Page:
Teachers Union of Malawi (TUM) has engaged Malawi Congress of Trade Unions (MCTU) to intervene on the teachers personal protective equipment (PPE) allowances which government promised last year.
Government and TUM signed a court consent order in April this year to hold dialogue on demands for teachers PPE allowances.
The teachers have been demanding allowances to buy PPE to protect themselves from Covid-19 during classes.
However, TUM says there has been no progress on the matter and government has also failed to provide PPE to schools.
TUM president Willy Malimba said on Monday that MCTU as the mother body for workers in the country has to intervene to promote the welfare of teachers amid Covid-19 pandemic.
“We are heavily affected but government has not shown commitment to protect the teachers and learners. Covid-19 cases are rising every day. Lives are being lost and the schools have not been spared,” said Malimba.
In an interview, MCTU president Charles Kumchenga said TUM has raised genuine concerns, adding that lives of teachers and learners are at risk due to unavailability of PPE in schools.
He said: “Teachers and learners in schools are in danger. We have already seen teachers and learners being infected. Cases are also going up. So, their concerns are indeed genuine.”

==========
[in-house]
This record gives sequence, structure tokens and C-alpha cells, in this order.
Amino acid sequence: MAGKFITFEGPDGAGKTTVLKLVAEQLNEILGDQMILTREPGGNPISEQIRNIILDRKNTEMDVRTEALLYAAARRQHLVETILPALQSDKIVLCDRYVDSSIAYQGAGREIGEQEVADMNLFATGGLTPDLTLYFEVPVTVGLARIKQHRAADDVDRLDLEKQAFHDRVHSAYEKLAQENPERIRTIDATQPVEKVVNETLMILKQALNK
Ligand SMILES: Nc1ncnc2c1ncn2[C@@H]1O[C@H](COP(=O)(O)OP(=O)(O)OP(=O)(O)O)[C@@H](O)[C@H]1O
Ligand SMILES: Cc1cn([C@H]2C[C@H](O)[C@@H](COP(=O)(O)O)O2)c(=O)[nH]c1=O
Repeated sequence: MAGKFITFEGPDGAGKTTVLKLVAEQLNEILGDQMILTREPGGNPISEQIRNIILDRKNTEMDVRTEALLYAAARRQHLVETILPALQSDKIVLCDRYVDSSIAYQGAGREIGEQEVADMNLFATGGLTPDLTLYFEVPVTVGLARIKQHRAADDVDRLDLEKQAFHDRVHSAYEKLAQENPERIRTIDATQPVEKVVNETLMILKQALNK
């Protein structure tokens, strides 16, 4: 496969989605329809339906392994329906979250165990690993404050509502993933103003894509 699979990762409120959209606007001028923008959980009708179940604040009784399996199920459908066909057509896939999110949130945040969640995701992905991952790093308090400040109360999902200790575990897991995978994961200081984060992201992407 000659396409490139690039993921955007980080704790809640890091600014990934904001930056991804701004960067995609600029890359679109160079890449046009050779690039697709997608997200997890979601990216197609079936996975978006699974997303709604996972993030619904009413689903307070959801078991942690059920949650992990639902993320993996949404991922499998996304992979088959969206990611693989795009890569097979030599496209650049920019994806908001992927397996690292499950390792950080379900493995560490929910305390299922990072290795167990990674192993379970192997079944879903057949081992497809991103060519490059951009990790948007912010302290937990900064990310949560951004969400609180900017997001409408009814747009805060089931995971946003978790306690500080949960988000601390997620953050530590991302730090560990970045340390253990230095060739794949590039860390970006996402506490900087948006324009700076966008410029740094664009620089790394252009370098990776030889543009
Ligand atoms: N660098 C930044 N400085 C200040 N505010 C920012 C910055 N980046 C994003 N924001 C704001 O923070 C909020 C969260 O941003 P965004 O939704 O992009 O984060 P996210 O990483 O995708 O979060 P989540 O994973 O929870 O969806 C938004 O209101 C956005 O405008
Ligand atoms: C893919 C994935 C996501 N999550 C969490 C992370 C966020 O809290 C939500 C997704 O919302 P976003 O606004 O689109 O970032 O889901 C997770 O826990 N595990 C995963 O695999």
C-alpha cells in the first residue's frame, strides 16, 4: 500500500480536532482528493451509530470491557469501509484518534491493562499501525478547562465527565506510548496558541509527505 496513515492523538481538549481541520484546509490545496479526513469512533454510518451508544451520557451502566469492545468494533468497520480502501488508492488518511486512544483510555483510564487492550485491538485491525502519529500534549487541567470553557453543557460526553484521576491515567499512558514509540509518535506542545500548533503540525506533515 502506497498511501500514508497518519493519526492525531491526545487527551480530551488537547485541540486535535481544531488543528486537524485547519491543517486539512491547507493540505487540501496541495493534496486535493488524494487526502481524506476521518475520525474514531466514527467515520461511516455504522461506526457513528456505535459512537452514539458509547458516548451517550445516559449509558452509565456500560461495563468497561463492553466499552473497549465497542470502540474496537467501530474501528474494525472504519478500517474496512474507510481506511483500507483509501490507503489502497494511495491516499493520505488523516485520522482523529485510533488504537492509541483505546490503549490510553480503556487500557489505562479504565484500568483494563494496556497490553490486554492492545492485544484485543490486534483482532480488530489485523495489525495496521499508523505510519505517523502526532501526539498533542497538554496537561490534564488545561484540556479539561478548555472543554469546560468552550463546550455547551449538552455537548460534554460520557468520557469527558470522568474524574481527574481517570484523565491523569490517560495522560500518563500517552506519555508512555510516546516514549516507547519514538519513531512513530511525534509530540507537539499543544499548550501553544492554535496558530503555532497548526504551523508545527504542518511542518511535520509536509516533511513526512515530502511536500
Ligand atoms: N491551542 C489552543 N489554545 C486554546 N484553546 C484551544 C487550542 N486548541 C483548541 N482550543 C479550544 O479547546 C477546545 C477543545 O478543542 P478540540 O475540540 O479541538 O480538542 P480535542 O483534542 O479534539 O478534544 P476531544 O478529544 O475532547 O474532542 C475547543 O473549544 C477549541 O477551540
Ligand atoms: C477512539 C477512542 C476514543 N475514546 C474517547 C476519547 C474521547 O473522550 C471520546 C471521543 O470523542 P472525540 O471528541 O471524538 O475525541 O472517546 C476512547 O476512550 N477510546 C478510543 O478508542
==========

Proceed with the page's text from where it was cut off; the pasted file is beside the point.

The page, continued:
Kumchenga also said MCTU has since requested the Ministry of Labour for a meeting but they are yet to respond.
Ministry of Education spokesperson Chikondi Chimala said the issue allowances and related issues were under negotiations through the Government Negotiating Team (GNT).
However, he said the ministry is working on various interventions to ensure teachers and learners are safe in schools.
“Some of the interventions are; decongestion of classrooms through construction of 383 low-cost classrooms across the country most of which are in the final stages of completion.
“Drilling of 502 boreholes in schools with challenges to access to clean water to facilitate frequent handwashing per public health advice and distribution of face masks to schools across the country in January, this year when schools reopened, among others,” said Chimala.
TUM earlier agreed with government to stop providing PPE to teachers and instead give them money to buy PPEs for themselves.
TUM estimated that the PPE would cost between K50 000 and K60 000 a month for every teacher. There are over 100 000 teachers in the country.
However, government did not honour the agreement and later resorted to take legal action after teachers threatened to go on strike.
The two parties later decided to settle the matter out of court.